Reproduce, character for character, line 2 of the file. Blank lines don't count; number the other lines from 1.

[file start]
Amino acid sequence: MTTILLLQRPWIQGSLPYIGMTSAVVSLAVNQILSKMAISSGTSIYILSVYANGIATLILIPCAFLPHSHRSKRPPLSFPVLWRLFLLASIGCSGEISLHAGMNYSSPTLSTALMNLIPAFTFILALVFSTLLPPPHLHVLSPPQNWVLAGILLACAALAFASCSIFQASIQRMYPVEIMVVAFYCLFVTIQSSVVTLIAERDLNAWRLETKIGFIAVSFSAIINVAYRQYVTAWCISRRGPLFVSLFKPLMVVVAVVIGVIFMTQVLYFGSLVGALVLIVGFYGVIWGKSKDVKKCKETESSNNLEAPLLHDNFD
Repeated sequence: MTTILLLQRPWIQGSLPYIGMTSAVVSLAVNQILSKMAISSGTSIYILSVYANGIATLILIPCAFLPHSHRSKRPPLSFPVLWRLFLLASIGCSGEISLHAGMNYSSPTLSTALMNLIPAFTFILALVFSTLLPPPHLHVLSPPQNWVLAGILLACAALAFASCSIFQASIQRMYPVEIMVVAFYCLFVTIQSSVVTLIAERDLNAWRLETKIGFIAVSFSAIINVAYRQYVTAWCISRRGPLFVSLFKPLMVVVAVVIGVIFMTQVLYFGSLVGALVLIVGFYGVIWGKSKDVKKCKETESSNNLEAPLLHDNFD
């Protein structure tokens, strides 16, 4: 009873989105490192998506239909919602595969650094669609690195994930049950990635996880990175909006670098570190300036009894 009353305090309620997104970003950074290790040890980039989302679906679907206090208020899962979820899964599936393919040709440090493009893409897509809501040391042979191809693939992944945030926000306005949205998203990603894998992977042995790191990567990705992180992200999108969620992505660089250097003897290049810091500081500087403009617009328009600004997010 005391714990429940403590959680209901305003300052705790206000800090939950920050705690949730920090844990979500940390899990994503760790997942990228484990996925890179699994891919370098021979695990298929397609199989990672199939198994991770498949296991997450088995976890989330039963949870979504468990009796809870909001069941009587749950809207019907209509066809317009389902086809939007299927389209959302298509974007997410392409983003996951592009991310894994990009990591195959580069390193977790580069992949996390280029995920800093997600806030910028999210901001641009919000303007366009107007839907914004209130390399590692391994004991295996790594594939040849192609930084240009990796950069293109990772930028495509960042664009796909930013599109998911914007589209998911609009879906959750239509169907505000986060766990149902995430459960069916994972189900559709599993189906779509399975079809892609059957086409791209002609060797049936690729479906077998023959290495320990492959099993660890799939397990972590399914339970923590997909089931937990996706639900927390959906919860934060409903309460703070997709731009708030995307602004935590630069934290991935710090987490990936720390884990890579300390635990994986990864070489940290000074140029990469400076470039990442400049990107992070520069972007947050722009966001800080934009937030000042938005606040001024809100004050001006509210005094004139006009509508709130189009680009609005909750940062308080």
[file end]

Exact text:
Repeated sequence: MTTILLLQRPWIQGSLPYIGMTSAVVSLAVNQILSKMAISSGTSIYILSVYANGIATLILIPCAFLPHSHRSKRPPLSFPVLWRLFLLASIGCSGEISLHAGMNYSSPTLSTALMNLIPAFTFILALVFSTLLPPPHLHVLSPPQNWVLAGILLACAALAFASCSIFQASIQRMYPVEIMVVAFYCLFVTIQSSVVTLIAERDLNAWRLETKIGFIAVSFSAIINVAYRQYVTAWCISRRGPLFVSLFKPLMVVVAVVIGVIFMTQVLYFGSLVGALVLIVGFYGVIWGKSKDVKKCKETESSNNLEAPLLHDNFD